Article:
Hello friends! As we gear up for another fun produce season, we’d like to bring you a farm update. We will again be sending out email updates, so be sure to forward to a friend or encourage them to sign up. We hope to remember how to use facebook/instagram/twitter – so watch for fun pictures. We’ve also been making updates to our online ordering page and we are in the beginning stages of signups for the Weekly Vegetable Subscription! We can’t wait to see you all soon.
Pekarek’s Produce Farm Update
Ryan is getting the itch. The weather has finally turned. Radishes, lettuce, spinach, turnips, carrots, beets are all up in the tunnels and look good. The greenhouse is about half full of little plants that will find another home in a couple weeks. These plants include tomatoes, broccoli, cabbage, cauliflower, kohlrabi, cucumbers, chives, sage, rosemary, thyme. Ryan is dealing with a fertilizer issue—many years of college and still he makes a goof every once in a while.
Spring maintenance is being done. Over the winter, bolts rattle out of greenhouse frames. The wind is tough in Nebraska! Nothing a little time with a wrench can’t fix. Spring maintenance also means oil and filters and checking tires and such. We have close to a dozen machines that all need vital fluids changed and little check ups every spring! Each of these machines makes our life easier on the farm.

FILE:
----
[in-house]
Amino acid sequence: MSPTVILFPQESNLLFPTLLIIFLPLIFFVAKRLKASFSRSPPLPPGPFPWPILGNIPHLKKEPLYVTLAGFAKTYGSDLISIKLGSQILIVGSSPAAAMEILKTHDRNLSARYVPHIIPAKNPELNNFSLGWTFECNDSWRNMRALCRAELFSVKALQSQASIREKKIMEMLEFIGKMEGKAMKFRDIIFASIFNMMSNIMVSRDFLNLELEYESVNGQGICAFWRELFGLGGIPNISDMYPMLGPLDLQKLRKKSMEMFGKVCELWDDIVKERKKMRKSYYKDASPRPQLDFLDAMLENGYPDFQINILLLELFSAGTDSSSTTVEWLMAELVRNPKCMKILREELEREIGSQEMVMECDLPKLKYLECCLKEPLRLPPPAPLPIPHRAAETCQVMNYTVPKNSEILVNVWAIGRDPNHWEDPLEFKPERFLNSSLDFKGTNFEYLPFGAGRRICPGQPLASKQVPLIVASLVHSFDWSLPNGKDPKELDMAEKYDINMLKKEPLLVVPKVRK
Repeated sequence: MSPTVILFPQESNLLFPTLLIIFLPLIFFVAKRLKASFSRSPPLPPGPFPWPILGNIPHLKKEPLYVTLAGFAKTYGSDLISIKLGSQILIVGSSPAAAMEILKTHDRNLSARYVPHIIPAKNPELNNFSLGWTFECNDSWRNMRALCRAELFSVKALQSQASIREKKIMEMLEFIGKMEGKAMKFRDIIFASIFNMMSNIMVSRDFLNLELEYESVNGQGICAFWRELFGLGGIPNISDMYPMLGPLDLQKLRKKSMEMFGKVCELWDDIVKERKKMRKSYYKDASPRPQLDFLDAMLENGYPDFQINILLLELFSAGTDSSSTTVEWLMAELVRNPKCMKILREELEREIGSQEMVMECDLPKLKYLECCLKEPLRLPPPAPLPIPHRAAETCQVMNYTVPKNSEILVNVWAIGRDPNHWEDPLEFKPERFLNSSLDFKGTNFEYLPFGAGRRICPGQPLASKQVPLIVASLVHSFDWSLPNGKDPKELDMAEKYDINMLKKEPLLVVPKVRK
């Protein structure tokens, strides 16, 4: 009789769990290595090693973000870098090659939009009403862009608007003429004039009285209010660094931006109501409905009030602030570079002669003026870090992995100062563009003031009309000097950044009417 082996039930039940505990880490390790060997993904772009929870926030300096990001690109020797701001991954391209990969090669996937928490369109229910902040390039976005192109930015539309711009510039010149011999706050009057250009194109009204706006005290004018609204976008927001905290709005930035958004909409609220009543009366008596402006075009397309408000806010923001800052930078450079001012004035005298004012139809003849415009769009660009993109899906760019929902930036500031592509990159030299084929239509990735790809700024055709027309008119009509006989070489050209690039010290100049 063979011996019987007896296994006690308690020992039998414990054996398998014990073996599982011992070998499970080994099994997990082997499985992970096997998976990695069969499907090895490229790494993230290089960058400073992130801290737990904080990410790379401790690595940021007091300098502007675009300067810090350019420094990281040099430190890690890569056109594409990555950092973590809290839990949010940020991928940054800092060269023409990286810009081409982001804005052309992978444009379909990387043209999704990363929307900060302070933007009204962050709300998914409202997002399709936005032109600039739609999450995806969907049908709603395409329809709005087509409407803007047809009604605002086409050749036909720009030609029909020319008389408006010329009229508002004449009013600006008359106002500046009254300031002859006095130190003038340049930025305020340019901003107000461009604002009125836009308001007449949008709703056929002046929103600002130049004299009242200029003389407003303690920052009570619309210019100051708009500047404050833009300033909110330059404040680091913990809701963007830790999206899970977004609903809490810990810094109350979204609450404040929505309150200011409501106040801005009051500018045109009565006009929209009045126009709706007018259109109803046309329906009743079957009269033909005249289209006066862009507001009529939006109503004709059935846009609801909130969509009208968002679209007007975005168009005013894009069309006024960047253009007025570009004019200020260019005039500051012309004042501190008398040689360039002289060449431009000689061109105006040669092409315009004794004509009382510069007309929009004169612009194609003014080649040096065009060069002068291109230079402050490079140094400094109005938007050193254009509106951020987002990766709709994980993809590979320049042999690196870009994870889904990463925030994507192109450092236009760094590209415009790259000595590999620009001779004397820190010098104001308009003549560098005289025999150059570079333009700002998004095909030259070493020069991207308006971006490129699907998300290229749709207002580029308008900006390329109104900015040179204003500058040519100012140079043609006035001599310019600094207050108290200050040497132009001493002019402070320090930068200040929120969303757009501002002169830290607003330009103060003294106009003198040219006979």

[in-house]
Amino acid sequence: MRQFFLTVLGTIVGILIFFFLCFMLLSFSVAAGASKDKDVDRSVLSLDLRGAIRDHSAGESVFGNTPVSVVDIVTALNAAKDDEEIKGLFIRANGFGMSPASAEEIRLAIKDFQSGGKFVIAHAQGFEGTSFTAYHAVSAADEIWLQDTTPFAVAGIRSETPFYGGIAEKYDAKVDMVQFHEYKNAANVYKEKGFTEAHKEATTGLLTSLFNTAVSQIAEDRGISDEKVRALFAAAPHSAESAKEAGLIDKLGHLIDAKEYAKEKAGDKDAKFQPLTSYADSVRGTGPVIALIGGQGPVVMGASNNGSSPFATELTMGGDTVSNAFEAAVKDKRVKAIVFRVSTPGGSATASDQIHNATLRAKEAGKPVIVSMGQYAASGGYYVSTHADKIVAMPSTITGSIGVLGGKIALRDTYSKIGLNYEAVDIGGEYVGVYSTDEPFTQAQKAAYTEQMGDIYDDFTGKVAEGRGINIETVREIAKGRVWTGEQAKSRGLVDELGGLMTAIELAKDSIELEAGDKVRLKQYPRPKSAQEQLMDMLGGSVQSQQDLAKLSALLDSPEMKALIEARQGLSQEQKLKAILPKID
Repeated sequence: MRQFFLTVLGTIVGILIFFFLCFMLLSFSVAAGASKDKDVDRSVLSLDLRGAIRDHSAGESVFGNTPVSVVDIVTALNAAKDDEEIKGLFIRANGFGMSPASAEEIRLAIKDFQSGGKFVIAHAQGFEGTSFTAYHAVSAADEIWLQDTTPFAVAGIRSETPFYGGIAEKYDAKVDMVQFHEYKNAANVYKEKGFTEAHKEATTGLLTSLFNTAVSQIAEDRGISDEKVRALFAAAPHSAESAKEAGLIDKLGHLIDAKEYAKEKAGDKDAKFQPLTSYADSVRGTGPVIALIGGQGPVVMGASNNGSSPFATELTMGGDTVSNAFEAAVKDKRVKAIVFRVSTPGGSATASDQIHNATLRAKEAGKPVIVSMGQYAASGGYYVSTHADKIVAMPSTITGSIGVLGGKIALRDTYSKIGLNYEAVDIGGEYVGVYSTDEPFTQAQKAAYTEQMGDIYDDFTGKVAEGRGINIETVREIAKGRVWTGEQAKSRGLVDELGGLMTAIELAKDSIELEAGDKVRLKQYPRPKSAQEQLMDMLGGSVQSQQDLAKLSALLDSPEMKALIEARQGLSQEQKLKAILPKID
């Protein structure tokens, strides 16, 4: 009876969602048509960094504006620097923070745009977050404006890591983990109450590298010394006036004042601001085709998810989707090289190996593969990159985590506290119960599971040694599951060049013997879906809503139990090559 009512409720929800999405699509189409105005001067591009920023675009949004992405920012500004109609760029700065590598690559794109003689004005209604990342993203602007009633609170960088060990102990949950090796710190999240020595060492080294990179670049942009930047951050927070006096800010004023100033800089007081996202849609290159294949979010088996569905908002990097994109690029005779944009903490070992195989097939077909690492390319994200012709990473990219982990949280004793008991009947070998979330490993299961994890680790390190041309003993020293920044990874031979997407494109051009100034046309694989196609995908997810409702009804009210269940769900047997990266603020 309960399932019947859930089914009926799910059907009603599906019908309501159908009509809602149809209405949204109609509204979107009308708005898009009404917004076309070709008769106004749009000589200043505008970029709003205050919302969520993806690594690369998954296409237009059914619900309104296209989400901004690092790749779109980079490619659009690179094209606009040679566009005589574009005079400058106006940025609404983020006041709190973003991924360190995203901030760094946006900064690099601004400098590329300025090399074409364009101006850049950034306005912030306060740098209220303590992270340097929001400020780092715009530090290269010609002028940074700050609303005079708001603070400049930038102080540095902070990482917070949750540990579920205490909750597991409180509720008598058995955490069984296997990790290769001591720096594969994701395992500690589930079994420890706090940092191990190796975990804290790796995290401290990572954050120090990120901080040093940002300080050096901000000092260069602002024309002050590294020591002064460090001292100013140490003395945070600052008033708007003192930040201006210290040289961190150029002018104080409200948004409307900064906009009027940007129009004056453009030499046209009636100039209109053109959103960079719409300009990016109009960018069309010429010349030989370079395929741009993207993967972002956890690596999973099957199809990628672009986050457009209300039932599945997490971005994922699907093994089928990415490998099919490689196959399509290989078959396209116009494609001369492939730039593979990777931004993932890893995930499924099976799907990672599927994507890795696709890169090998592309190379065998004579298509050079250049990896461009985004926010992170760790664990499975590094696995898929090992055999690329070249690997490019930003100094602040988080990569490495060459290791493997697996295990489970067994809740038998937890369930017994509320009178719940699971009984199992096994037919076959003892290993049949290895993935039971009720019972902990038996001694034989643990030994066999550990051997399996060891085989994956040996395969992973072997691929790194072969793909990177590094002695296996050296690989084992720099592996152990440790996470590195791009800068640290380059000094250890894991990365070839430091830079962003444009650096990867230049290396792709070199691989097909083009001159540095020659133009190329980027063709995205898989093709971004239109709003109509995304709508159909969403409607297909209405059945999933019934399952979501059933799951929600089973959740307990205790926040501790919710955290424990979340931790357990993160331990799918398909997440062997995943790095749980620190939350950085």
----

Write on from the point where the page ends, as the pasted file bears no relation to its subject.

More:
It’s dry in the field, but we didn’t have to push any snow, yet. Later this week, we will start working ground to get ready to plant in the field. Early plantings include beets, carrots, peas, radishes, lettuce, spinach, dill, and probably something forgotten. Anything that can handle the cold can go out pretty quick. Often these early plantings get snowed on, but it generally doesn’t hurt. It’s just solid moisture.
Cutting raspberries and burning asparagus are two of the first things that happen in the field. Cutting raspberries involves hands, knees, pruners, and thorns. The thorns are bad, but they let you know they are there. In the summer, the raspberries make up for the thorns with their red fruit, but its just prickles in the winter. When the weather dampens a bit, we will burn off our asparagus patch. Last year’s ferny growth helps to catch snow and insulate the crowns from cold weather. Now they must go to make way for this year’s growth. They are dry as kindling, about head high, and make a great fire. Ryan enjoys burning!
We can’t wait to see you! If you have questions, please text or call Katie at (402) 560-3110 or Ryan at (402) 641-3305.
Ryan, Katie, Jacob, Margret, Michael, Lukas, and Grace